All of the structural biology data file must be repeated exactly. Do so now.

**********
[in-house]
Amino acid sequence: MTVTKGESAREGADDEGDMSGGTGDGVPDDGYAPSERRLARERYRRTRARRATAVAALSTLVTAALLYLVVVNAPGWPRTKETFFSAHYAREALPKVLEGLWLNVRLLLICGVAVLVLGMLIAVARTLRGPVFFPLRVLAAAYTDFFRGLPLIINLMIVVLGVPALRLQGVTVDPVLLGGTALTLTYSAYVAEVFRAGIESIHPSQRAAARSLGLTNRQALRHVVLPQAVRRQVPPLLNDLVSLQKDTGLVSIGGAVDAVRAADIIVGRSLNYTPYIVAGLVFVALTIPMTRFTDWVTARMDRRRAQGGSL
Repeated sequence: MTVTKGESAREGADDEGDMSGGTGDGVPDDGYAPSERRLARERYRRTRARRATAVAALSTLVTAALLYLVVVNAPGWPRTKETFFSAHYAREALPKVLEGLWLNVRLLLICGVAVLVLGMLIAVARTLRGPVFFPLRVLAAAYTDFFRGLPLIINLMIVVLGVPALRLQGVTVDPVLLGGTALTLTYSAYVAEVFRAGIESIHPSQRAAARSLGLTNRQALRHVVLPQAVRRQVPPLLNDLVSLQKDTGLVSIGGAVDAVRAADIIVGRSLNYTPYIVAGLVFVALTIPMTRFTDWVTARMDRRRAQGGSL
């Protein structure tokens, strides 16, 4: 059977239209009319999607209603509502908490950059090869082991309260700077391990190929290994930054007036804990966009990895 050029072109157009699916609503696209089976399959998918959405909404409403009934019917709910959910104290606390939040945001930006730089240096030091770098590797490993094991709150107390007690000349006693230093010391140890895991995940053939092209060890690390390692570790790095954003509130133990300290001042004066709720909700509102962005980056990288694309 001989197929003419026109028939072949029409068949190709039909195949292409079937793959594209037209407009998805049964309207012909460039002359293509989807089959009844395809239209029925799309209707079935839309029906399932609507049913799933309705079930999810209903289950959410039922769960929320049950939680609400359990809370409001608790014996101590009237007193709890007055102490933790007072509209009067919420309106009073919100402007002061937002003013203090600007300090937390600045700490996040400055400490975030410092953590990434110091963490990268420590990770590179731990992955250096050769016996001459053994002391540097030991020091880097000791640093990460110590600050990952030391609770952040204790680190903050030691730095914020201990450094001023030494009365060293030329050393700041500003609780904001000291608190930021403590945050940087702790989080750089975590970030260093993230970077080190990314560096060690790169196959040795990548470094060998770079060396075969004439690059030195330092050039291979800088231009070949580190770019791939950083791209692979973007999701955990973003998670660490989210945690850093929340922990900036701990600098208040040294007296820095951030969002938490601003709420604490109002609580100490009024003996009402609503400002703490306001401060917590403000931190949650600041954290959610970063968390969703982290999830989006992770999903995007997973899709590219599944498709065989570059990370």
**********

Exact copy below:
[in-house]
Amino acid sequence: MTVTKGESAREGADDEGDMSGGTGDGVPDDGYAPSERRLARERYRRTRARRATAVAALSTLVTAALLYLVVVNAPGWPRTKETFFSAHYAREALPKVLEGLWLNVRLLLICGVAVLVLGMLIAVARTLRGPVFFPLRVLAAAYTDFFRGLPLIINLMIVVLGVPALRLQGVTVDPVLLGGTALTLTYSAYVAEVFRAGIESIHPSQRAAARSLGLTNRQALRHVVLPQAVRRQVPPLLNDLVSLQKDTGLVSIGGAVDAVRAADIIVGRSLNYTPYIVAGLVFVALTIPMTRFTDWVTARMDRRRAQGGSL
Repeated sequence: MTVTKGESAREGADDEGDMSGGTGDGVPDDGYAPSERRLARERYRRTRARRATAVAALSTLVTAALLYLVVVNAPGWPRTKETFFSAHYAREALPKVLEGLWLNVRLLLICGVAVLVLGMLIAVARTLRGPVFFPLRVLAAAYTDFFRGLPLIINLMIVVLGVPALRLQGVTVDPVLLGGTALTLTYSAYVAEVFRAGIESIHPSQRAAARSLGLTNRQALRHVVLPQAVRRQVPPLLNDLVSLQKDTGLVSIGGAVDAVRAADIIVGRSLNYTPYIVAGLVFVALTIPMTRFTDWVTARMDRRRAQGGSL
């Protein structure tokens, strides 16, 4: 059977239209009319999607209603509502908490950059090869082991309260700077391990190929290994930054007036804990966009990895 050029072109157009699916609503696209089976399959998918959405909404409403009934019917709910959910104290606390939040945001930006730089240096030091770098590797490993094991709150107390007690000349006693230093010391140890895991995940053939092209060890690390390692570790790095954003509130133990300290001042004066709720909700509102962005980056990288694309 001989197929003419026109028939072949029409068949190709039909195949292409079937793959594209037209407009998805049964309207012909460039002359293509989807089959009844395809239209029925799309209707079935839309029906399932609507049913799933309705079930999810209903289950959410039922769960929320049950939680609400359990809370409001608790014996101590009237007193709890007055102490933790007072509209009067919420309106009073919100402007002061937002003013203090600007300090937390600045700490996040400055400490975030410092953590990434110091963490990268420590990770590179731990992955250096050769016996001459053994002391540097030991020091880097000791640093990460110590600050990952030391609770952040204790680190903050030691730095914020201990450094001023030494009365060293030329050393700041500003609780904001000291608190930021403590945050940087702790989080750089975590970030260093993230970077080190990314560096060690790169196959040795990548470094060998770079060396075969004439690059030195330092050039291979800088231009070949580190770019791939950083791209692979973007999701955990973003998670660490989210945690850093929340922990900036701990600098208040040294007296820095951030969002938490601003709420604490109002609580100490009024003996009402609503400002703490306001401060917590403000931190949650600041954290959610970063968390969703982290999830989006992770999903995007997973899709590219599944498709065989570059990370």